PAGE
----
Other Wires
The two conductor unshielded cable is used for the sense switch connection to the printed circuit board. When soldering, the solid color/red wire goes in the sense switch hole towards the bottom of the PCB. Solder the pushbutton sense switch to the end of these wires.

The 4" piece of black wire should be soldered to the sense position on the PCB and left loose. It will be attached to the sense rod during final assembly.

Make sure the black wire of the battery connector is soldered to the (-) connection on the PCB (ground plane.)

Final Check
When the PCB is fully assembled, you will have the populated PCB with six wires/cables soldered in place for the battery, sense switch cable, sense antenna wire, audio jack cable, tuning potcable, and gain control cable. The wires for the sense switch will have the sense switch on the other end and the audio cable will have the audio jack connected to the other end. Inspect the board CAREFULLY at this point for shorts, good solder joints, and wires connected to the proper locations!!!


Loop Antenna

A John Guest fitting is used to connect the ends of the plastic tubing. To remove the tubing from the fitting, pull the tubing out while pushing the end of the fitting in towards the center.

The red tape on one side of the tubing is used to identify the direction of the strongest signal when the sense switch is pressed. Strip one end of the yellow wire to identify that end and put it in the tubing so it comes out nearest the red sense marker tape.

The loop wires go through the drilled hole in the John Guest fitting before going into the plastic loop tubing. . I’ve found it easiest to fold the long black wire (L1) in half and insert each end in opposite directions through the center hole in the John Guest fitting. Feed the wires through the tubing and back through the John Guest fitting until you have two turns in each direction leaving the fold to identify the center of the L1. You might find it a bit easier to put the wires though the ends of the tubing if the tubing is left loose from the John Guest fitting until the wires have all been pulled through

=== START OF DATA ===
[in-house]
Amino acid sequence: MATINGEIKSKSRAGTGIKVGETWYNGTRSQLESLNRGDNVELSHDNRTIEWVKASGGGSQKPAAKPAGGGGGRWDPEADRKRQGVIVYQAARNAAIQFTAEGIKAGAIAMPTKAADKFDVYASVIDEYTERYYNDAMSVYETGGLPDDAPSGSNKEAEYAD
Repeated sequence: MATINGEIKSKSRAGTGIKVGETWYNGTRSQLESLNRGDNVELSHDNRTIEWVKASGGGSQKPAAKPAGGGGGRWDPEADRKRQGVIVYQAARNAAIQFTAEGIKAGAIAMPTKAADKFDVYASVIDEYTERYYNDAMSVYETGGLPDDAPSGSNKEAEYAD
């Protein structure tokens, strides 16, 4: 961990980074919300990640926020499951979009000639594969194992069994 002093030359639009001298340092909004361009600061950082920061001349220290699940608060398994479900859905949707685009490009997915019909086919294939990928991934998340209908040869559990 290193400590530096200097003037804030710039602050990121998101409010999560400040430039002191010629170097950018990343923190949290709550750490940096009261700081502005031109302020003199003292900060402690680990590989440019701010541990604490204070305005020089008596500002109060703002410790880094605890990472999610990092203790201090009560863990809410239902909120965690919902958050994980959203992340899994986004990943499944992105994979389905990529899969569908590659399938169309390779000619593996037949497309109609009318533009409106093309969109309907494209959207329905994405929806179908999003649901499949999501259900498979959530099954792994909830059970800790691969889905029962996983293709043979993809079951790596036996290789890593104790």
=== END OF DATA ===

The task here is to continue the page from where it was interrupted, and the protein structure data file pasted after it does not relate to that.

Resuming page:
Final Assembly

Clean the decal with alcohol and place the clear label material over the decal after removing the back protective paper. Cut the decal using a razor blade just outside the black line. Clean the enclosure front with alcohol or soapy water before applying the decal. If using water, make sure the enclosure is dry before applying the decal. With an X-acto blade, cut out the label material covering the enclosure holes.

Note: If the decal is cut much larger than the black outline, the edges of the decal will go over the round enclosure corners and probably lift up. Trimming the decal close to the black line helps prevent this from happening.

When fastening the four standoffs to the enclosure, hold the screws and tighten the standoffs to avoid distorting the decal.

Install the Pots with the 100K near the top and the 50K in the middle. Install the On/Off switch with the contacts nearest the bottom of the case.

Solder the 3 conductor shielded wires to the pots so that red goes towards the top of the receiver, white in the middle, and black towards the battery.

At this point, you can test the receiver. Before applying power, double check the PCB for solder shorts and make sure the semiconductors are all inserted in the correct direction. After checking, you can put the PCB on the standoffs and test the receiver by 1) plugging in a set of earphones, and 2) plugging in a 9V alkaline battery. You should hear a short burst of noise, silence for about a second or so, and a return of the noise. Turning the gain control should results in a clear change in volume level. You probably won’t notice any change by turning the tuning control. A click in the audio is normal when pressing the sense switch.